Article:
Saturday, October 23, 2010

Douglas Messerli "Tigers Got to Hunt" (on Reverend Billy and the After Shopping Gospel Choir)

by Douglas Messerli

Bill Talen, Savitri D., and the Life After Shopping Choir Reverand Billy and the Life After Shopping Gospel Choir: The Earth-a-Llujah Earth-a-Llujah Revival! / October 21, 2010 at Redcat (the Roy and Edna Disney/CalArts Theater) in the Walt Disney Concert Hall Complex

There I was, dressed down and all hyped up, credit cards in pocket in preparation for the invocation that we rid ourselves of some, impatiently awaiting the start of the revival—in two performances back to back—of the Rev. Billy and his rabble-rousing "life after shopping" gospel choir. "Changealujah!" was surely in the air.

I'd read of this performance artist's transformation from Bill Talen over the last years into a monologue-ing, prayer-invoking, anti-capitalist-preaching, left-leaning version of Billy Graham-Jimmy Swaggart-and Ted Haggard all rolled into one Brechtian being. May the theater-walls of ritual realism come tumbling down upon our ears, I secretly prayed.

The chorus of eighteen marched forward robbed all in—what other color could it be?—green, singing up a storm about American consumption: "forgivealujah." How terrible, they proclaimed, "the supermarket is now our neighborhood!" "Monopoly is not democracy," etc. etc. "This town ain't no supermarket!" they announced.

Rev. Billy strutted behind, gradually getting into the feel of things before he could come before us with the testimonial that, despite his previous messages, he had accepted the money from his recent award of the Herb Alpert Foundation connected to CalArts, as well as their invitation to perform in the Disney Hall. The Reverend had come down very hard in past sermons on Mickey and Minnie Mouse. Hypocrisy some might call it, but hardly something new when it comes to spiritual zealots of either the left or right.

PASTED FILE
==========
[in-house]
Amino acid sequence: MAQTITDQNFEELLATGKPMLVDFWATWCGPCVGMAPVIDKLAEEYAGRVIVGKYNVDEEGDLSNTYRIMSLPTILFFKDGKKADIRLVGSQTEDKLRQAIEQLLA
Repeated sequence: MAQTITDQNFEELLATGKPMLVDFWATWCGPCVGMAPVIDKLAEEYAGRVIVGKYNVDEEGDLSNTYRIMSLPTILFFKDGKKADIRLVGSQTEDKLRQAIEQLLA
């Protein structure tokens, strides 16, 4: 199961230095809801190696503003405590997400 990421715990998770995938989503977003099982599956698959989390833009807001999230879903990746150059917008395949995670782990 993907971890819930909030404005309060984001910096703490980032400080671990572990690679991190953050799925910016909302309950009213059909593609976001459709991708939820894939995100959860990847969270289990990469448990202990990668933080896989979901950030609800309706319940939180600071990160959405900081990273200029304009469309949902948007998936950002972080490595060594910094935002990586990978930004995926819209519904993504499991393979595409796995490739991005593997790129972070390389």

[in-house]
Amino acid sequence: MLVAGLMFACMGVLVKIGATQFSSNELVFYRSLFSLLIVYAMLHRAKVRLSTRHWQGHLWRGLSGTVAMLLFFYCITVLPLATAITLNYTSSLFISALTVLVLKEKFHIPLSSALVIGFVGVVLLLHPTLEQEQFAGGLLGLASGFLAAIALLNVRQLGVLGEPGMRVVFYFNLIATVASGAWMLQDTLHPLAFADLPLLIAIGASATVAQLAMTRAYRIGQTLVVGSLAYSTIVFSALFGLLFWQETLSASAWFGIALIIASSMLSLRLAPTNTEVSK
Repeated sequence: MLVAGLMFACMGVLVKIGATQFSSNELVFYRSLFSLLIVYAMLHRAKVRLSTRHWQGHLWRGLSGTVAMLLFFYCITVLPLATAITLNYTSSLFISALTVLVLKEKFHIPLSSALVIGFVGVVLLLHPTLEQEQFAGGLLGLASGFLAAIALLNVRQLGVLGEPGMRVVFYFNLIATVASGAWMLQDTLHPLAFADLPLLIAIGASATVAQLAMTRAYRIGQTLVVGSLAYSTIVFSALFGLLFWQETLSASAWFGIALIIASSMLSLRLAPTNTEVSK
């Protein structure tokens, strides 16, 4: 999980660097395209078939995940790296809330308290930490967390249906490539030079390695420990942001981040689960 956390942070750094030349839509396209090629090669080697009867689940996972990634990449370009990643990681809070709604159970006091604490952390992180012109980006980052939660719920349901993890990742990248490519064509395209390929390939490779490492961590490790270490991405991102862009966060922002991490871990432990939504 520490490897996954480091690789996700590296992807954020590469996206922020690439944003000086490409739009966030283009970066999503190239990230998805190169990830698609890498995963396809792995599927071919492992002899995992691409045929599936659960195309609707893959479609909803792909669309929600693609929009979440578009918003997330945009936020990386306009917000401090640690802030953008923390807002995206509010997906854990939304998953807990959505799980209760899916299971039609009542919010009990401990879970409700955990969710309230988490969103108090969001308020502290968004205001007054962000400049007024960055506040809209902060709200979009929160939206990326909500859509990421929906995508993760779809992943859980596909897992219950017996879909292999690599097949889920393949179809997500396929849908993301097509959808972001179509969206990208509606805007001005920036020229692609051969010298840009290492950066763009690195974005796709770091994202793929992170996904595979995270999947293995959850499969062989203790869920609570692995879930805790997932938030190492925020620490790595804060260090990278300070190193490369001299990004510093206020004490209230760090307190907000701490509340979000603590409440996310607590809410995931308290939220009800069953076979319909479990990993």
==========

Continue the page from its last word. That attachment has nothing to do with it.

The chorus rolled out another sprightly tune: "Push back—stop that Starbucks," or something to that effect—and another and another yet. The chorus gave each song a lot of energy, despite the fact that I could not always hear the lyrics, although I sat in the fourth row.

It was time for Rev. Billy's sermon. But tonight he seemed, well, I must admit, quite muted, quietly ruminating on his recent experiences with the people of the Appalachian Mountains where he and they had been working with environmental activists to stop coal mining. You know, he confided, as if this might be the very first time we had heard it, this "rip up and extract mentality," along with the destruction and sludge it reaps, brings "cancer to the promised land."

The earth is inarticulate, he explained. People must speak. And he spoke quite beautifully about the power of these poor Appalachian people, bound together by mountain after mountain for several generations. It was a very sweet sermon, if not so very original. Although different in tenor, he was similar to the tone of all the ministers I had heard in my youth. Which is why I stopped going to church.

There was a lot of "good feeling" in the room, as if we had found a congregation of one mind, and joined together just for this night only to celebrate the changes he and we together sought. Like most such ministers, he encouraged us to reach out and touch our neighbors: the couple who sat nearest me were from Torrence, having joined the congregation because her brother was in the chorus. I don't know, accordingly, whether they shared the same sensibility as most of the audience clearly did. For a few minutes even I forgot about the Tea Partyers, having left them behind in this temporary Left-leaning heaven. Thankalujah!

"Tigers got to hunt," sang the chorus. "Tigers got to eat. Birds got to fly. Humans try to understand."

I was confused. Were the tigers good in their necessities or simply dangerous? Or both? Perhaps that's what we humans couldn't understand. As Reverend Billy argued: "Nobody knows what to do."

That's certainly true. But when you go to theater you expect the performers at least to suggest a temporary answer or to more profoundly question you about things than he and his chorus had. This was, clearly, less a revival, a renewal of faith or belief, than it was a repetition of what I think we all had known for some time, a kind of celebration of our good aspirations. Entertaining enough surely, but something that left me, like the tigers, hungry for more.

Ex-porn star Annie Sprinkle and her "wife" Dr. Beth Stephens, sitting in the audience (Rev. Billy would officiate their "marrying the moon" a day later), were brought onto stage, where the chorus sang out in support of gay marriage as "A way to say I do."

As Mae West might have queried, "And what did you do?"

Los Angeles, October 23, 2010

Copyright (c) 2010 by Douglas Messerli

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